Our final full day in Sweden took us to Värnamo, the nearest town to the parish. Värnamo is almost identical in size to Witney, has a river running through it and many cafes… but the similarities end there! Modern building has replaced many of the older, wooden structures, and it was a preserved example of a timber house that we visited first. Apladalen (“Apple Valley”) is an 18th century priest’s house which was removed from its site and re-erected in Värnamo in the 1920s for preservation. It now houses a wide-ranging collection of decorations, clothing, tools and writings from the period and gave a fascinating insight into the traditions which aided survival in cold winters and making the most of the summer when it comes.
From there, we visited Värnamo church, which was the first we had visited, besides the cathedral, with side-chapels. Again, it had a magnificent pulpit, and was beautifully decorated and presented. The parish hall, where we had lunch, has recently started a Fair Trade cafe which sells Fair Trade goods and employs people who need help in getting back into a work environment. This was led by two deacons who explained that many of the people they work with go on to run their own businesses, having gained the experience they needed.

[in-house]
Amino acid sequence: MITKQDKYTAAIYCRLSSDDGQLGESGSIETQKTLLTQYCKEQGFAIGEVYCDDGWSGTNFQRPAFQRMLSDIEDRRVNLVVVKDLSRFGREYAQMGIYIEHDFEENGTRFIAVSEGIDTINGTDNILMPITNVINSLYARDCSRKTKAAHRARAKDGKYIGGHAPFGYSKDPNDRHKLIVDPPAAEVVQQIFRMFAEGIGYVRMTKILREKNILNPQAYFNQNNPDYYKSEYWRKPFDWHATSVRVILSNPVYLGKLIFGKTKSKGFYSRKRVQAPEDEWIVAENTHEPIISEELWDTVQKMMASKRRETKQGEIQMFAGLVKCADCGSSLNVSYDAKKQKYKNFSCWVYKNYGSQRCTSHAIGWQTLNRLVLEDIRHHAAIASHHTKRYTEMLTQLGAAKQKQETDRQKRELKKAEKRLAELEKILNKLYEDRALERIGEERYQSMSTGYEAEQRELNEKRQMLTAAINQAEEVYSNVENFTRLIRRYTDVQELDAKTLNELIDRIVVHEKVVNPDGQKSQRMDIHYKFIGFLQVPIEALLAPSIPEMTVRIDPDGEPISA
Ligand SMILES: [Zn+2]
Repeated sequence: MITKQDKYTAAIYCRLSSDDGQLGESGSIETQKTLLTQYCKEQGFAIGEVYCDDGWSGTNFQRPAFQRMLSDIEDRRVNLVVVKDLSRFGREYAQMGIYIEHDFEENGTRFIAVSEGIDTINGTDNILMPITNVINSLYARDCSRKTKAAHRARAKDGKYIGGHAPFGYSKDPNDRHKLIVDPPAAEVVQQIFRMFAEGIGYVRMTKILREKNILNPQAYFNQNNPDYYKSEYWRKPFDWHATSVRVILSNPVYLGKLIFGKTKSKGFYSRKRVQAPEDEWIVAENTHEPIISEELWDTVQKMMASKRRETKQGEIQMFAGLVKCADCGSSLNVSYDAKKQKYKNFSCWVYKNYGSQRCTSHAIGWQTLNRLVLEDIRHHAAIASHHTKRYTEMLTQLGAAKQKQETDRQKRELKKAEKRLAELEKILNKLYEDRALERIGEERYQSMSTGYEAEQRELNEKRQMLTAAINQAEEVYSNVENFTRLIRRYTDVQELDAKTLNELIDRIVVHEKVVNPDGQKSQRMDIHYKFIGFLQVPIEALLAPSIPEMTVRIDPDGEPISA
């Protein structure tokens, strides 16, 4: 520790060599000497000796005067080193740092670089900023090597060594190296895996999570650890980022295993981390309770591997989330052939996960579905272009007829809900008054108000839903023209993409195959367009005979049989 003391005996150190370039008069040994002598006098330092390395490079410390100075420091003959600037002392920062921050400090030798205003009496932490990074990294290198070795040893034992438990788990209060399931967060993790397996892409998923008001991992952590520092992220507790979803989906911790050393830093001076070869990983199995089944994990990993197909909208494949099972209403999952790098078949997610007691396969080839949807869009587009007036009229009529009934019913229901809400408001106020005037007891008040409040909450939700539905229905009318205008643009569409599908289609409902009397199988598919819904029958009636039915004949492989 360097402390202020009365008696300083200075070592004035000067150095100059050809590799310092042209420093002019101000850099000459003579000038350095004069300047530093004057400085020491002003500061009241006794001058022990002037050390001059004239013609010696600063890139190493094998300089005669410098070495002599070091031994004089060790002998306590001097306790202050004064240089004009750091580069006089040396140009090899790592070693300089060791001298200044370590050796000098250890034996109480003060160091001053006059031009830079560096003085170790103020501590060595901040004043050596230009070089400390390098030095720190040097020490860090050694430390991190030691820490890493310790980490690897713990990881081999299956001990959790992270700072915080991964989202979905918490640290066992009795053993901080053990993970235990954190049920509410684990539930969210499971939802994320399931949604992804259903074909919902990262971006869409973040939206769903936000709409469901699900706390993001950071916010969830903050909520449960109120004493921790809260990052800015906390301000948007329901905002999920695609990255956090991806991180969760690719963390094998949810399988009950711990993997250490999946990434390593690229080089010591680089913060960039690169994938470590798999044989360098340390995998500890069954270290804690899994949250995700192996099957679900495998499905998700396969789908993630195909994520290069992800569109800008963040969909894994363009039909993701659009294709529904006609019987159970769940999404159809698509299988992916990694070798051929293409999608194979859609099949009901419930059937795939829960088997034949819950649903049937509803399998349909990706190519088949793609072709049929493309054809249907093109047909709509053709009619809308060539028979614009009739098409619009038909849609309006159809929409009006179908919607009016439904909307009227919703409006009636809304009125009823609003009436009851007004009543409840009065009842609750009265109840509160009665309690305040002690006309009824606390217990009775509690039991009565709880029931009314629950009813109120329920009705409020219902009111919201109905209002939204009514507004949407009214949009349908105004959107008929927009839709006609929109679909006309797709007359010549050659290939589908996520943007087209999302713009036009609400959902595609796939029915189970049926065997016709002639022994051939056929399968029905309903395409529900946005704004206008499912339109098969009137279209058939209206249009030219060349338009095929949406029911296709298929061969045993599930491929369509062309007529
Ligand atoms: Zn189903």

After some free time in town, we gathered at the Värnamo deacons’ centre, which has a focus on caring for those with drug and alcohol problems and the children who are often close to such issues. This is a joint project between the Swedish church and the Pentecostal church, and has been running for ten years. The project gives those with problems a place to go, people to talk to who will help them to get ‘clean’ and stay so.
Finally, we returned to Bor for a dinner at Ansgarsgården, and Per the tree specialist showed some of his very fine photographs charting the pattern of the year in the area.
Tuesday 26 August
Our final day, and with a late breakfast (followed almost immediately for some people by a good lunch!) we bade farewell to Bor and our new friends. Ulf drove us the three hours back to Copenhagen airport, and we flew to the UK, knowing we have left some wonderful new friends behind and wondering what the next phase of this friendship might be, but certain that there will be an exciting next phase!
Here are some links you might find interesting:
Firstly, to translate Swedish websites, this might be helpful! Google Translate
Basic information: The Wikipedia page on Växjö Diocese